Social Distortion Thrashes at Home for the Holidays
The first time Mike Ness got onstage in front of a crowd in 1979 at Marina del Rey Skatepark, he'd hardly sung a note for anyone other than his band mates. There were maybe 50 people in the crowd. The concept of becoming one of the biggest punk bands in Orange County, let alone the world, was unfathomable. Three decades and several lineup changes later, his band are running through sold-out shows faster than broken guitar strings. Between December and late January, Social Distortion are playing 24 shows at West Coast House of Blues venues, including nine in Anaheim. Tickets for most shows were gone almost instantly. Not bad for a band who struggled to fill house parties in their native Fullerton back in the day.
Their blend of punk, rockabilly, country, Americana and classic rock has appealed to fans beyond their initial punk following. At any given show, you're likely to find a mix of old-school punks, jocks, bikers and vice-squad cops, which can be attributed to the cross-cultural appeal of Social Distortion's music. They have, by most accounts, become our finest musical export.
"Story of My Life" clicked with a generation when it was released, and its relevance continues to resonate nearly 22 years after it first hit airwaves. Though he can't quite put his finger on why that song struck a chord with millions of people across the globe, Ness is thankful for the confluence of events that turned it into the band's signature song.
"It's one of those things in which I got lucky and nailed it with something that struck a chord with people growing up," the singer says. "When you're writing a song, you're not aware of what the potential impact is going to be. If you had the power to do that when you were writing it, you'd write them all that way. It's the combination of the melody, the attitude, the emotion, when they all blend together and the laws of physics work for you."
The House of Blues residency was thought of as a way for Social Distortion to spend the holidays close to home while playing a handful of shows locally, which they usually won't do until the end of their touring cycle. This isn't the first time the band have done the residency (the most recent being in 2009), according to longtime rhythm guitarist Jonny "2 Bags" Wickersham. Should you be lucky enough to be in the room, expect eclectic, specially tailored set lists; loads of mutual tough-guy appreciation; and a full helping of rebellious, chain-smoking badassery.
Though the band have been through many members, Ness and Wickersham call this incarnation of the band the best yet, attributing their cohesiveness to a number of factors that are critical to the long-term success of the group.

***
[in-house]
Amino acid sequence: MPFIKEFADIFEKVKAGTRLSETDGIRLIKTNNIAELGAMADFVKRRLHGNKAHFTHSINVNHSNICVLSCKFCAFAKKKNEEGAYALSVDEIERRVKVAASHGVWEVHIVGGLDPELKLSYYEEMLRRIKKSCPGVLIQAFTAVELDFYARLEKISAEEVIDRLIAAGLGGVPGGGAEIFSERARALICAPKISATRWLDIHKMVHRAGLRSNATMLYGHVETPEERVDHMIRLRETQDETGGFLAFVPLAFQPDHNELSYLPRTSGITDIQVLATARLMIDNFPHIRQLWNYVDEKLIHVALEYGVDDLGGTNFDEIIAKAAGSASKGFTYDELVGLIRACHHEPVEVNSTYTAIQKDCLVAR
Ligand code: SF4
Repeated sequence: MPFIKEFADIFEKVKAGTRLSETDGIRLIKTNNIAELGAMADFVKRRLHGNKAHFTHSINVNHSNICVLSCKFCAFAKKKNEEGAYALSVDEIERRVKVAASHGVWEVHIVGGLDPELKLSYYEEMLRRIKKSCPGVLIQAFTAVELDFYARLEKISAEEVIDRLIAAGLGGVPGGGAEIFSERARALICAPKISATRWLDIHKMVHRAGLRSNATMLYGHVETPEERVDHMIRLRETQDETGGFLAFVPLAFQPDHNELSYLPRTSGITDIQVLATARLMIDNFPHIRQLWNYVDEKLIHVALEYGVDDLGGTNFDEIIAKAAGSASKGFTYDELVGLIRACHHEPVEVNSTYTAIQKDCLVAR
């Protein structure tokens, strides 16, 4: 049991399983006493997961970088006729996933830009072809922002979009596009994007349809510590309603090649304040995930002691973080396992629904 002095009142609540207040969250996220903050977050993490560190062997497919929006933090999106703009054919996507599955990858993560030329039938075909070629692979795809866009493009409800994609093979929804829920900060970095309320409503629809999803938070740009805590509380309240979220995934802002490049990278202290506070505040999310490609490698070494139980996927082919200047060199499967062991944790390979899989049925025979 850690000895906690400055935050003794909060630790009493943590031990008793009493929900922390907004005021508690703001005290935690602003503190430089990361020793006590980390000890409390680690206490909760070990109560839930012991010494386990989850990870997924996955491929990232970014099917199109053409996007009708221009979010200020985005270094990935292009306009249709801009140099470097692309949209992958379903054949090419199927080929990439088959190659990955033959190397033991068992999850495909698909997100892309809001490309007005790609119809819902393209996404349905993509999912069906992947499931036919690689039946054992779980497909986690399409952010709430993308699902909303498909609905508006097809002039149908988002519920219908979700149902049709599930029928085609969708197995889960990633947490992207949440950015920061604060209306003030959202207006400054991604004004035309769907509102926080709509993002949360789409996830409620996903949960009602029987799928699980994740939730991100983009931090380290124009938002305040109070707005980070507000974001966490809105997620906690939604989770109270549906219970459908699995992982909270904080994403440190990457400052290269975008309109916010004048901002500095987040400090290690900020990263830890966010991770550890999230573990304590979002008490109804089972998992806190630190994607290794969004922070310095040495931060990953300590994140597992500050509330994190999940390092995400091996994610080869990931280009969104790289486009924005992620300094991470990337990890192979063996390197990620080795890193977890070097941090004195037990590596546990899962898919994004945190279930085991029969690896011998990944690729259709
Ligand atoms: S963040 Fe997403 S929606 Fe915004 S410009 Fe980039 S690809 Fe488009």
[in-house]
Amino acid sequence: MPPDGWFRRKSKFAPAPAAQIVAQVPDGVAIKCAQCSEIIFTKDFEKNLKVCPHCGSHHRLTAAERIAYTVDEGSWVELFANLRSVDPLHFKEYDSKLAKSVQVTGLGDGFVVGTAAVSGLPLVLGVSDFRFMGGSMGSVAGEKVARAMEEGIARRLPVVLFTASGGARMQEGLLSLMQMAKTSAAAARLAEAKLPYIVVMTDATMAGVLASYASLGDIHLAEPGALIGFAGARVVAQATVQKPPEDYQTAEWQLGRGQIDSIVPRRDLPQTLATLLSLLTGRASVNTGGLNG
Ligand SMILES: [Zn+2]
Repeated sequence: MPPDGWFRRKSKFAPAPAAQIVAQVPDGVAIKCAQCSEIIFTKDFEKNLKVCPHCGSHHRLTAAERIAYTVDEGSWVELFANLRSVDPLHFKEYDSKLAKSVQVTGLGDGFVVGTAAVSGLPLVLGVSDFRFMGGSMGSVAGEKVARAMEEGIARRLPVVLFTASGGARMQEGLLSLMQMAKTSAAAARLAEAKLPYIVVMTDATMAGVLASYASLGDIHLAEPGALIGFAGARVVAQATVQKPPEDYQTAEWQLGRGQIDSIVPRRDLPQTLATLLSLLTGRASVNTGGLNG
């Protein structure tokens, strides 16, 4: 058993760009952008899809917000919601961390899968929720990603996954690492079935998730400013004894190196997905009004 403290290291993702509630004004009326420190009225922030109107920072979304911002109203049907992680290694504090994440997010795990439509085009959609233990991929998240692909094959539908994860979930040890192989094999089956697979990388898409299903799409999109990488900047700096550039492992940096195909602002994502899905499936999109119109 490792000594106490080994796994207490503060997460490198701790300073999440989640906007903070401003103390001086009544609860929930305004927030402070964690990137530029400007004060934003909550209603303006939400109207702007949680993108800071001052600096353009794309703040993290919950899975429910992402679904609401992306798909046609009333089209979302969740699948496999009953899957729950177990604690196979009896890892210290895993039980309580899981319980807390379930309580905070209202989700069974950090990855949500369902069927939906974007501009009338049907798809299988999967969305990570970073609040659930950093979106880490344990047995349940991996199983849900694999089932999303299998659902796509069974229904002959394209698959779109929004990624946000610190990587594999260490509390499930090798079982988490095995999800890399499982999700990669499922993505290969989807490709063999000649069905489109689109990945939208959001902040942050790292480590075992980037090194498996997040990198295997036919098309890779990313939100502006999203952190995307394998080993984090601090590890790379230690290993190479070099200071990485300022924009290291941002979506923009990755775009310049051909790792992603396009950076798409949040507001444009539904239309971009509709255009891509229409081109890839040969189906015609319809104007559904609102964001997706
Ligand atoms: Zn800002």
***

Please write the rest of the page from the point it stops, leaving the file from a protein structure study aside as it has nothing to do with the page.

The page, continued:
"Later on, I realized that it's important to surround yourself with the best musicians; eventually, you become good friends because of the love and respect you share for what you're doing," Ness explains. "It feels like a band again, and for a while, it didn't."
Wickersham adds, "We'll be off the road for weeks or months at a time, and we'll get back into the studio to rehearse for shows or for a tour, and we fall right back in. With these guys, there's an immediate connection and understanding of one another, which I attribute to these guys being real players who are in the band to play music, not for any of that other bullshit. We don't play any games, and we happen to all really like one another, which makes it easy to be in a band."
On 2011's Hard Times and Nursery Rhymes, Social Distortion moved in more of a roots rock/Americana direction, something that fans who saw them during their early years wouldn't have expected. Building on the momentum from that album, which he calls one of his favorites, Ness is in the process of writing new material that he hopes to complete and record sometime in 2013. Though he doesn't have a firm grasp of what's to come, he says, it could have a more garage-y sound.
As the band soldier on, having spent nearly nine months on the road, Ness doesn't see their stopping any time in the near future, and he is very proud of what they've accomplished.
"Ultimately, I'd like to believe that 33 years later, society has opened its mind up and realized that this movement was significant, and the music revolution was as important as the time that it came from," he says. "Most bands that were around 33 years ago peaked back then. For us, it's been the opposite. Social Distortion's success has been an organic, upward ladder of slow momentum building, and I don't know a lot of artists who have a similar story, but I know that we've been very lucky, and it's something I don't take for granted."
This article appeared in print as "The House That Punk Built: Social Distortion, OC's greatest band, settle into their House of Blues residency."
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